Photo Credit: Joshua L. Jones
For every time, there is a musical zeitgeist. The early '90s brought us grunge. A decade later, boy and girl bands ruled the airwaves. The last few years have seen the rise of electronic dance music, or EDM, a sonic trend that’s permeated everything from Top 40 to major music festivals.
The genre is gaining prominence in the local scene, too, thanks largely to its adoption by the students—particularly, those of the Greek variety—on UGA's campus. Charmed by EDM’s flexibility (its defining characteristics—percussive beats, high energy, nonstop motion—can be wedded with virtually any other genre) and recognizing the potential to turn a profit, local musicians with leanings toward hip hop, DJing, house music and more have begun to dabble in the more straightforward party-centric style.
Recently, a proper scene has started to emerge, centered around venues like New Earth Athens, Green Room, Barcode and Cutter’s Pub, as well as newer spots like The Flight Deck. As the scene has grown, like-minded musicians and DJs have crystallized into groups, putting on shows and scheming up ways to make a name for themselves beyond Athens.
Chaotic Entertainment (formerly Smash House Entertainment) is one such group. It started in summer 2013, when Ian Paulin, aka Mob Knarly, started DJing pool parties at The Lodge apartment complex on North Avenue. From there, he was joined by former Future Ape Tapes member Brian Walker, aka Luke Highwalker, Ryan Harris, aka Flashbomb, and others, growing from poolside to proper downtown venues, starting with the upstairs space at Cutter’s Pub.
By virtue of its versatility, EDM can be difficult to define. Walker characterizes it as “music that’s not completely based on lyrics. It can be something like Skrillex to Daft Punk to Avicii. It’s in everything. Katy Perry’s ‘Dark Horse’ is trap [an aggressive style that originated in Southern hip hop]. Ellie Goulding is the pop side of it.”
When you hit up an EDM show, it can be tough to know what you’re going to get. But the two main crews in town—Chaotic and CrushTeam, with its leaders Andy Harrington, Will Weber, Robbie Beck and Tyler Glenn—do break down along some stylistic lines.
“My DJs are a lot more grimy [than the Pretty Lights school of EDM],” says Trampus Anglin, a DJ and business manager of sorts for Chaotic. At 36, he’s one of the oldest people in the crew. “There are so many genres: trance, deep house, space—which sounds like Transformers making love.”
But trap, it seems, is the sound of the moment. “Trap is really big here,” Anglin says. Its popularity is a mixed bag, according to Harris, a lanky 25-year-old with petite gauges in his ears, who says it inspired lesser talents to get in the game.
Athens was steez! Now, everyone is a producer.
“I’ve always been the mixer with iPods, doing weird music and hype music. I got taught by Tyler Glenn,” he says. “2011 is when the new age of dubstep and trap came in. Trap changed everything. I feel like the quality of DJs has faded. Athens was steez! Now, everyone is a producer.”
Harris, however, understands his role not only as a “button-pusher,” queuing up songs, but also as an entertainer. This year, he was invited to the Counterpoint Music Festival outside Rome, GA, to DJ the "silent disco," where attendees listened to the set via headphones.
Where Chaotic's scene has sprouted up around a standing Thursday night engagement at The Flight Deck, apartment complex pool parties and occasional raves at Barcode, CrushTeam’s parties often center around New Earth, Green Room and the Georgia Theatre.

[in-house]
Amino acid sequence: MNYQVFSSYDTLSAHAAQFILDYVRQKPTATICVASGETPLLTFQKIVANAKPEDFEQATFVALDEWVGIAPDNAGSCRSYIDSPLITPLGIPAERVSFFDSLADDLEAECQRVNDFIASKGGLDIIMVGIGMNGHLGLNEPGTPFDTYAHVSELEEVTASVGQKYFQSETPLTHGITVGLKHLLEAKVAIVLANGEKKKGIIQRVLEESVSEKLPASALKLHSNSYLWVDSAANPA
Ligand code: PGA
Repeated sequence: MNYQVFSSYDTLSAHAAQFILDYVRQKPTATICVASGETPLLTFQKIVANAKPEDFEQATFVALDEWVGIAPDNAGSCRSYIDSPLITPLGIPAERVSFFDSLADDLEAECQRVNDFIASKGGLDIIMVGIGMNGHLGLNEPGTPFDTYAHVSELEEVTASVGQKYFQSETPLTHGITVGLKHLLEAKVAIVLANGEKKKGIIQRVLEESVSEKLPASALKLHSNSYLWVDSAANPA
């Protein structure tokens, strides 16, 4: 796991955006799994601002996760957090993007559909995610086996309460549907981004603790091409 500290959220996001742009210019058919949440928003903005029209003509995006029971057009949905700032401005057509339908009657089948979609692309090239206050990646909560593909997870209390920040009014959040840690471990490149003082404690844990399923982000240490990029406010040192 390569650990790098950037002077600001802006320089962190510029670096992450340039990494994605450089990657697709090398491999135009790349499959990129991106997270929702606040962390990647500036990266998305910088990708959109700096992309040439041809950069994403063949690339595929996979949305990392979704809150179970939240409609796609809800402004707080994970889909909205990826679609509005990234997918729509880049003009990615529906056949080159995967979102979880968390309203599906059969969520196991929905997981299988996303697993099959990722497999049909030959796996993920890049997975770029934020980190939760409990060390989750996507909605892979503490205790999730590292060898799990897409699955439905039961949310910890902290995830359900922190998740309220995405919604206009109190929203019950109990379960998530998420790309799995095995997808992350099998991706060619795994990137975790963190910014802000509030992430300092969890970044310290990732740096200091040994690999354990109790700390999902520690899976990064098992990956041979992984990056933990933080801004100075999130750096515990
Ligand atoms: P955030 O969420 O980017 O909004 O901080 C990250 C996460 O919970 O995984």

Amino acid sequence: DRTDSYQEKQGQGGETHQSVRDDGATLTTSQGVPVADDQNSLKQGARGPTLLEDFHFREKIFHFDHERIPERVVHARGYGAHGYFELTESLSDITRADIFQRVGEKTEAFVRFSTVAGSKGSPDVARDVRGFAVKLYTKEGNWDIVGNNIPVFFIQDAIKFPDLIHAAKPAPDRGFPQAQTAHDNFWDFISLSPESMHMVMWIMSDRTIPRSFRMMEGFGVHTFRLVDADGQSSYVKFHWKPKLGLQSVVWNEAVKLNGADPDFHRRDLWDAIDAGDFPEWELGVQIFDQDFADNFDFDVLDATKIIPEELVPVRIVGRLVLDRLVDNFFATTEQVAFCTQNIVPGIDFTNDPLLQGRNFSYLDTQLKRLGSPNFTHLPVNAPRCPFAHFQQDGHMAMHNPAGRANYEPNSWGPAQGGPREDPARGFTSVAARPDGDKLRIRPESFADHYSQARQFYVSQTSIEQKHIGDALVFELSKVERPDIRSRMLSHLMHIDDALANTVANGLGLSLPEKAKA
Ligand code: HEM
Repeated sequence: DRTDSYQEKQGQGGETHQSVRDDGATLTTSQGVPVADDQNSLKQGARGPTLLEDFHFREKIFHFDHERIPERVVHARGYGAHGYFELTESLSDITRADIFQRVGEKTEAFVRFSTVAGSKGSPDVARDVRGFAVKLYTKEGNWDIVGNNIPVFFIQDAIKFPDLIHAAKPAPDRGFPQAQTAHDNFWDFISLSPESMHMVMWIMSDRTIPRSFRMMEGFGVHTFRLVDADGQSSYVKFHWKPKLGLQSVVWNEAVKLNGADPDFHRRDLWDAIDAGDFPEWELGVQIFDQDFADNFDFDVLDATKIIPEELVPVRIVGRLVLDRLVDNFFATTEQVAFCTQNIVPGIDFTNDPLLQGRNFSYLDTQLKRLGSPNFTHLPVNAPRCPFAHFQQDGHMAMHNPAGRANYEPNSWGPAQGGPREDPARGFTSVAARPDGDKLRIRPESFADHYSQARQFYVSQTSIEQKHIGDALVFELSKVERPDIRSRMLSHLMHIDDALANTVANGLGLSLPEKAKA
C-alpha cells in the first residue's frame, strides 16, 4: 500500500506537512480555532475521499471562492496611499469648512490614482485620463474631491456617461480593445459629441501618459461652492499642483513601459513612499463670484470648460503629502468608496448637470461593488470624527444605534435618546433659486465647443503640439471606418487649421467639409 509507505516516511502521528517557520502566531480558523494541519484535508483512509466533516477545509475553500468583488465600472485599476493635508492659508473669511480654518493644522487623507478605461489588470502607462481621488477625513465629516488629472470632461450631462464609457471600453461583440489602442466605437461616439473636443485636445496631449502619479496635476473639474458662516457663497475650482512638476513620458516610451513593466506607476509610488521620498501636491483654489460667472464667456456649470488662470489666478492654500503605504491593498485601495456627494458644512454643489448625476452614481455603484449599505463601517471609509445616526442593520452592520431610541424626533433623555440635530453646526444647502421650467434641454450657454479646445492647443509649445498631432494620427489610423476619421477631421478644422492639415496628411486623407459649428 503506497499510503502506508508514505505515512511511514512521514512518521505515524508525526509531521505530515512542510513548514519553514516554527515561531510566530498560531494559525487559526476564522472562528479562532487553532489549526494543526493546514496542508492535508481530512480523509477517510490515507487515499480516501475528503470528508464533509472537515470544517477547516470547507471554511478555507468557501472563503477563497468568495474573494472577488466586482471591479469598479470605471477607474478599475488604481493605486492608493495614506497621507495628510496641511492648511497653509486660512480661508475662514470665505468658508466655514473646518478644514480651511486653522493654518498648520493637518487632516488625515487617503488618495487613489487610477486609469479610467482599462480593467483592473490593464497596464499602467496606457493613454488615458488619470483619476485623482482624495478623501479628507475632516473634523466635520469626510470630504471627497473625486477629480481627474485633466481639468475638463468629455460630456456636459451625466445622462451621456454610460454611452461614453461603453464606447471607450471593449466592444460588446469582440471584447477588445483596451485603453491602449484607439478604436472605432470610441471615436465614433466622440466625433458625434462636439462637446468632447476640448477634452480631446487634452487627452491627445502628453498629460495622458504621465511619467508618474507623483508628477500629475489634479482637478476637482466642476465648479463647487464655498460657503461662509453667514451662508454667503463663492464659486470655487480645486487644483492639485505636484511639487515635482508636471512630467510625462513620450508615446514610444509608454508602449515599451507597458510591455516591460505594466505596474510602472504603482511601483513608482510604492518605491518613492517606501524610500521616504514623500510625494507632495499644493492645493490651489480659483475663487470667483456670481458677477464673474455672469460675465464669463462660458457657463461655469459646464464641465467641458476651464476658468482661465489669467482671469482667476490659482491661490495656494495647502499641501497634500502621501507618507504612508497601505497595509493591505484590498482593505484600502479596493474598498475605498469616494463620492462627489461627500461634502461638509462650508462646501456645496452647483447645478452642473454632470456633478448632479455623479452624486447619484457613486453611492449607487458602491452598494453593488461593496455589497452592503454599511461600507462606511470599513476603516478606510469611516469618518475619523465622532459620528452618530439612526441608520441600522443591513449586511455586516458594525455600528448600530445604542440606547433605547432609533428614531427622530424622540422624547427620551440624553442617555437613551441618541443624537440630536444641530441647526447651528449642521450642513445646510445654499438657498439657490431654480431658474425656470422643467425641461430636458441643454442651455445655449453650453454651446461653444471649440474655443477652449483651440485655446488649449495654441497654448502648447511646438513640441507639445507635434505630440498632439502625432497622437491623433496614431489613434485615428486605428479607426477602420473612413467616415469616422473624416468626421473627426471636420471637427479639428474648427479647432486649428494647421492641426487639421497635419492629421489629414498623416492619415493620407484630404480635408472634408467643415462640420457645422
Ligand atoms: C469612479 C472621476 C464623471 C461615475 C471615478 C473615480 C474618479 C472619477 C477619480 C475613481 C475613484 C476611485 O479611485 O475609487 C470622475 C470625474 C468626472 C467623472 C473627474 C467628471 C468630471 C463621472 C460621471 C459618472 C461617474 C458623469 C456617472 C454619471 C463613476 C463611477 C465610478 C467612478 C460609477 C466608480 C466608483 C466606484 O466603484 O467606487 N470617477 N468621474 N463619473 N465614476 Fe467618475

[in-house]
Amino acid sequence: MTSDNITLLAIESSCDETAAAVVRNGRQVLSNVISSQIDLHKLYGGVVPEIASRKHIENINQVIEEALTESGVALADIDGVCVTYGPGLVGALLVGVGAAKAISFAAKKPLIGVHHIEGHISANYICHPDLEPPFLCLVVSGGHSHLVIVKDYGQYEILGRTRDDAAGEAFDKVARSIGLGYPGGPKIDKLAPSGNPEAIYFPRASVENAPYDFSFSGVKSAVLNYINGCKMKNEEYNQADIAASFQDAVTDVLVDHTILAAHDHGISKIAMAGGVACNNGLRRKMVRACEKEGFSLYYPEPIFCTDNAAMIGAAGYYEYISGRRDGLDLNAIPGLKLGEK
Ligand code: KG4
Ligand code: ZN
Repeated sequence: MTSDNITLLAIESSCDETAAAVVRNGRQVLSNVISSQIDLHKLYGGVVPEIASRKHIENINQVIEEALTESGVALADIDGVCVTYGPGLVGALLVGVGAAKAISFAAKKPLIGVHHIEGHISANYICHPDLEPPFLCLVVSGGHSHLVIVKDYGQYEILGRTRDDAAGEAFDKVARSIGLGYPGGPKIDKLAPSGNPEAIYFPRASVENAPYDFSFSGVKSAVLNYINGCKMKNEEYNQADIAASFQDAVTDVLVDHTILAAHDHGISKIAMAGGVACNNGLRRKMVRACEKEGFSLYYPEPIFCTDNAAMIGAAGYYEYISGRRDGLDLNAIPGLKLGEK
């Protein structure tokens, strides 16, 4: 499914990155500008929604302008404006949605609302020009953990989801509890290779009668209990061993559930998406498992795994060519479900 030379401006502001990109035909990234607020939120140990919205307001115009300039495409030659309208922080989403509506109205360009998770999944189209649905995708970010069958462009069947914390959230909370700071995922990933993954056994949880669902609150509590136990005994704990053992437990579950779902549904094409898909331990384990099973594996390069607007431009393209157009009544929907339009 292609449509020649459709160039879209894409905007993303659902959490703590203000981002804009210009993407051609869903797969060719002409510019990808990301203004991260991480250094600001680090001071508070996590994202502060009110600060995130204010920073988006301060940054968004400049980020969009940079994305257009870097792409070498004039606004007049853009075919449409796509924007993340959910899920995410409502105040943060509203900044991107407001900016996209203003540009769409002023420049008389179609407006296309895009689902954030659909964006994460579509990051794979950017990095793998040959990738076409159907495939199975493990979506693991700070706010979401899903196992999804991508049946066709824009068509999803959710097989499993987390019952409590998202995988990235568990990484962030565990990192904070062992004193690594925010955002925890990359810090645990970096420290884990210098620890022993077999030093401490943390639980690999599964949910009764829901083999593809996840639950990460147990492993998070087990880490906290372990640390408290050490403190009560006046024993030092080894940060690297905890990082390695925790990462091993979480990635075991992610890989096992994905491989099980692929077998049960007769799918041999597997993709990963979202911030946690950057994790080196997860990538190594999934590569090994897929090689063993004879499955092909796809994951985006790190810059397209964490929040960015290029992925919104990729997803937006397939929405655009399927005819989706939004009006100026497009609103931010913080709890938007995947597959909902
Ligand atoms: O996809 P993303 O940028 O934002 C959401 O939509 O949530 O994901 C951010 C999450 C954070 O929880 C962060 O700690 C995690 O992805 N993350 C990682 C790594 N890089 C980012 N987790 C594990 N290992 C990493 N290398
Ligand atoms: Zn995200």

CrushTeam’s Glenn, aka Trogdor, is something of a local EDM godfather, a player whose name is checked by nearly everyone interviewed for this story. But it’s Harrington, aka Andy Bruh, Weber, aka Stellashores, and Beck, aka Robbie Dude, who seem to be most prolific.
The CrushTeam crew, to hear the Chaotic boys (and girl—there is one female DJ, Lauren Hunter, or Tigrlily, in the crew), “do more hip hop-style DJing, with a lot of scratching. Their DJ shows are also more lyrics-based and song-driven.”
Glenn’s DJ style also showcases a cheeky sense of humor. The first track listed on his SoundCloud is Pyramid Scheme's dubstep remix of Enya’s “Only Time,” which is both surprisingly well-suited to the clacking percussion of EDM and funny, when the anticipation of the dropped beat is finally satisfied.
Harrington confirms CrushTeam’s hip hop leanings. “I love bass-heavy music,” he says. “Hip hop-influenced stuff. [There's] lots of hip hop in my DJing set. [I'm] trying to bridge the gap between a jam-band sound and a dubstep/electronic sound, driven [by] a fat 808 and crunk melodies.”
Like Chaotic's regular Thursday night engagement, CrushTeam has figured out the value of having a predictable schedule fans can rely on, synced up with other student-driven events. This fall, the crew will put on regular gameday shows at Green Room. Harrington also says CrushTeam has plans to incorporate live bands into their shows, something Rock and Dee Elrod, the owners of The Flight Deck, are also looking to do.
“I’d like to get to the point where we can mix it up, have bands come play from 8–12, get the people in here and then, when the bands head out, have DJs play,” Rock Elrod tells Flagpole.
With demand for EDM still growing, Chaotic and CrushTeam have their eyes on writing more original music and pushing the local scene forward. Ultimately, success could mean gigs at festivals around the Southeast and beyond, and with followings growing in the bigger Atlanta market, both crews seem poised to seize upon their momentum.
Making it to those festivals might be a challenge for the average UGA student or working Athenian. Luckily for local ravers, the beat goes on right here in town.
WHAT: Rave Night
WHERE: The Flight Deck
WHEN: Every Thursday, 10 p.m.
HOW MUCH: FREE!
WHO: Mob Knarly, Flashbomb
WHERE: Cutter's Pub
WHEN: Friday, Aug. 22, 10 p.m.
HOW MUCH: FREE!